Why do hotels routinely give you two keys when you check in as an individual? Do they do it because they believe you will lose one, because they think one of them might not work, because they assume you want to have one in your pocket and one in your purse or briefcase (something that is actually quote logical)?

efficiency-costs-profit-Dollarphotoclub_65629544

image from DollarPhotoClub.com

From my perspective is it not cost effective and doesn’t it make sense (even if they are reusable and the majority of them are actually turned in at checkout).

Think about it.

What does it cost them every year because they use more key cards than they need to use to deliver the level of service their guests expect?

Similar questions could be asked about many other businesses, including:

Take-out Restaurants–why do they give you so many napkins (but usually forget flatware)? What is the real cost to them per year? Subway is about the only place in my experience that doesn’t do this. They seem to be trained to give only one (occasionally two) napkins with each sub…I wonder what this practice saves them per year?

Rental Car Companies–Why do they give you a large key ring with two keys (and two remotes) wired together on a thick cable loop that can only be separated with the jaws of life? If you lose one key, you lose them both. That doesn’t help anyone…have you ever tried to put that large mess in your pocket?

Drug Stores–Why do their receipts seem to get longer and longer every time you visit? Yes, I know there is advertising on the back and there are coupons intended to drive your return visit, but the lengthy disclosures and invitations to participate in a survey for a chance to win something…it’s all a bit too much and what is the aggregate annual cost to the business (even if it is being offset by ad revenues)?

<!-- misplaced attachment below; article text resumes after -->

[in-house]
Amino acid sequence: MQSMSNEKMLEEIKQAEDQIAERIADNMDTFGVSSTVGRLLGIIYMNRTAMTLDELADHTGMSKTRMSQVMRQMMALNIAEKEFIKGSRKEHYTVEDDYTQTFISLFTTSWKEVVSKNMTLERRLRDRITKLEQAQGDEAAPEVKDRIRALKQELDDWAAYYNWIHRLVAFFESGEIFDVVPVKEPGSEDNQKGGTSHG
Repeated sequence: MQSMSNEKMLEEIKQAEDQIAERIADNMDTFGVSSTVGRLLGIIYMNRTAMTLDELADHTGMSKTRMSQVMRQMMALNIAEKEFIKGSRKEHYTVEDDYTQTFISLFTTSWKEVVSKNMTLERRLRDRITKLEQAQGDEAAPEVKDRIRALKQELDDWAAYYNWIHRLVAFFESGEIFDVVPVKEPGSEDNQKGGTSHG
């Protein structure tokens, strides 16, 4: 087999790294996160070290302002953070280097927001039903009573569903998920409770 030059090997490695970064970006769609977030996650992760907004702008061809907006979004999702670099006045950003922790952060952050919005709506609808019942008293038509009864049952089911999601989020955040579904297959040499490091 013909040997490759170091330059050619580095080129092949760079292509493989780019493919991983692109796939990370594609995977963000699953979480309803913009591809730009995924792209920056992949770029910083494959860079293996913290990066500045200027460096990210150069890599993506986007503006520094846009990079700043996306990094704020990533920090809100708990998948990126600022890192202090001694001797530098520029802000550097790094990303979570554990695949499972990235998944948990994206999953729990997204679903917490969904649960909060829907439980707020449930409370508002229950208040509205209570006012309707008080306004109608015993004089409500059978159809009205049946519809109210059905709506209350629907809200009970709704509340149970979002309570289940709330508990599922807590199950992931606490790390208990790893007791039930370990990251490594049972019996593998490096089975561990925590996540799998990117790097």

Doctor’s Offices–Why do some doctor’s offices take your insurance information over the phone or online, then make you fill out the information on a form when you get to the office? They already pre-authorized your visit before you arrived. Do they like spending extra money to print unnecessary forms…or is it their way of making the time go faster so you don’t realize how long you’ve been waiting?

OK, what does all this have to do with credit unions?

Let’s consider Financial Institutions…Why do they chain their pens to the desk, but the lollipops are fair game? Why do credit card companies (and many other companies) send monthly payment envelopes to their account holders who pay online? I can only imagine how much they spend a year on envelopes that go directly into their customer’s recycle bins.

OK…you get the point: Over time, little things can add up to become big expenses or huge time (and effort) wasters.

I have a colleague who loves remote deposit…but she did not love that she had to call her credit union to activate the service when the app was already on her phone…or that it took 24 hours after that for the service to kick in. It was a waste of time for her and for the employee who had to take her phone call.

One of my favorite wastes of time for customers and staff is stores where the payment processing system does not interface with the register system, so when you swipe your card and answer the question on the card reader about debit or credit, the next thing you hear is the checkout person asking if you are using debit or credit…stupid, wasteful (and frankly annoying)

Action Advice: Take a good look around your credit union. What can you fix today that will save time and money tomorrow? If you have a moment, please share a comment and your examples of time, money, and effort wasters that could improve your bottom line (not to mention the member and staff experiences).